Virtualizing the RAN functions and moving from dedicated radio access platforms to cloud-based systems is the next step in the process. With these systems, operators gain the flexibility to run radio functions in large centralized data centers, smaller distributed sites, or a combination of both, which allows them to efficiently manage all components as a single cloud.
This RAN evolution is occurring at the same time as mobile core functions are being distributed. For example, packet core functions are moving from centralized locations over to local aggregation sites, which are closer to end users to address the need for high bandwidth with low latency. The 3GPP has defined control and user plane separation (CUPS) to provide the flexibility to support centralized or distributed control and user plane functions with independent scaling, and to facilitate network slicing. These cloud-based RAN and core functions are dynamic in nature and can increase or decrease in scale as needed. As a result, traffic volumes will also dynamically scale up and down.
In summary, as we move toward 5G, RAN and mobile core functionalities are being split and located in different parts of the network, resulting in data plane and control plane traffic being dynamically routed to these various processing points – and this routing must be flexible in order to make appropriate real-time adjustments.
The transport network of the future
Local content and computing, any-to-any connectivity, and distributed virtual network functions require dynamic interconnectivity as traffic patterns and volumes change. To accommodate these requirements at scale, operators will need IP routing that encompasses IP, MPLS and segment routing protocols across the transport network – right out to cell sites and business demarcation points. Upgrades for multigigabit cell site connectivity are required. The access and aggregation layer requires high GE and 10GE port density and 100GE throughput to accommodate increasing numbers of connectivity points and traffic volume. It requires fast re-convergence to keep up with changing network implementations and provide resiliency. A uniform, end-to-end IP routing environment provides all this plus operational simplicity, resiliency, faster problem resolution, and easier service implementation, reporting and management.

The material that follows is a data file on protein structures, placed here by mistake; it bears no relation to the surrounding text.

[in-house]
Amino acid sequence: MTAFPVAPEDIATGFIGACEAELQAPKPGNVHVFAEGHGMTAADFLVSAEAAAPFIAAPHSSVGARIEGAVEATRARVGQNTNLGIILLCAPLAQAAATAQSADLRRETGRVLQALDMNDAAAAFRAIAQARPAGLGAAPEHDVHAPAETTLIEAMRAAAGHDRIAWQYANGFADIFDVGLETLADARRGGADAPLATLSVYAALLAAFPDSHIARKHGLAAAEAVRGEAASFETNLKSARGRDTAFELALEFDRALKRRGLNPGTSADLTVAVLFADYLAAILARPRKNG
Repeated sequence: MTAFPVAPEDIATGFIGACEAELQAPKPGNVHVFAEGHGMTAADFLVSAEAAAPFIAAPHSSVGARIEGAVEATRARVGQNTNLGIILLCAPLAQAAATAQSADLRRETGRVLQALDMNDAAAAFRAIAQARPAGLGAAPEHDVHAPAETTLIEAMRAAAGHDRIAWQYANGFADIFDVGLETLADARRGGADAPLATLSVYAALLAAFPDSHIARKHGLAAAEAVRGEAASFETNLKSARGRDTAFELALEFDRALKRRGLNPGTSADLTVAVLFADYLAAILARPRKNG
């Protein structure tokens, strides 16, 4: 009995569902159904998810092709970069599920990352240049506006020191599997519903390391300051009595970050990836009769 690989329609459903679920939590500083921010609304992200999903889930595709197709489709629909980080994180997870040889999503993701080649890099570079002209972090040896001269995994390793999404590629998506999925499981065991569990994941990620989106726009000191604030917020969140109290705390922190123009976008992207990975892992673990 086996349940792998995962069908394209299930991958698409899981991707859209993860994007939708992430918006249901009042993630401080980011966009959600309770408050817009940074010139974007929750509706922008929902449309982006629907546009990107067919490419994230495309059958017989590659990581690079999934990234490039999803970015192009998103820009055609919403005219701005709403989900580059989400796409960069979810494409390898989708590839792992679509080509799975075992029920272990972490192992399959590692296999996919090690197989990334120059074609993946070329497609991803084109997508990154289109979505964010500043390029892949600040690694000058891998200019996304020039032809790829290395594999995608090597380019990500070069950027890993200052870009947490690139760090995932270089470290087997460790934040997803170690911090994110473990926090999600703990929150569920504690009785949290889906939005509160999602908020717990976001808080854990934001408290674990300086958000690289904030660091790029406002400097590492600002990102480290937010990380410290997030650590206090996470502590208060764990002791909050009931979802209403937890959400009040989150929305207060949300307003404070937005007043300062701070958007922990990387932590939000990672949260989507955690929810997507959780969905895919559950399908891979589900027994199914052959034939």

As 5G-era applications change traffic patterns and volume on transport networks, high-capacity IP routing is a key underpinning for the dynamic interconnectivity required between centralized and distributed content and computing that makes our mobile communications and applications run flawlessly.
Ellen Warren has worked in telecommunications for over 30 years in product management and marketing roles. She has experience with a wide range of technologies including ISDN, satellite, fiber optics, and is now working in the IP Routing group at Nokia Ottawa. After the telecom meltdown in 2002, Ellen co-founded a startup that developed a lane departure warning system for long-haul trucking.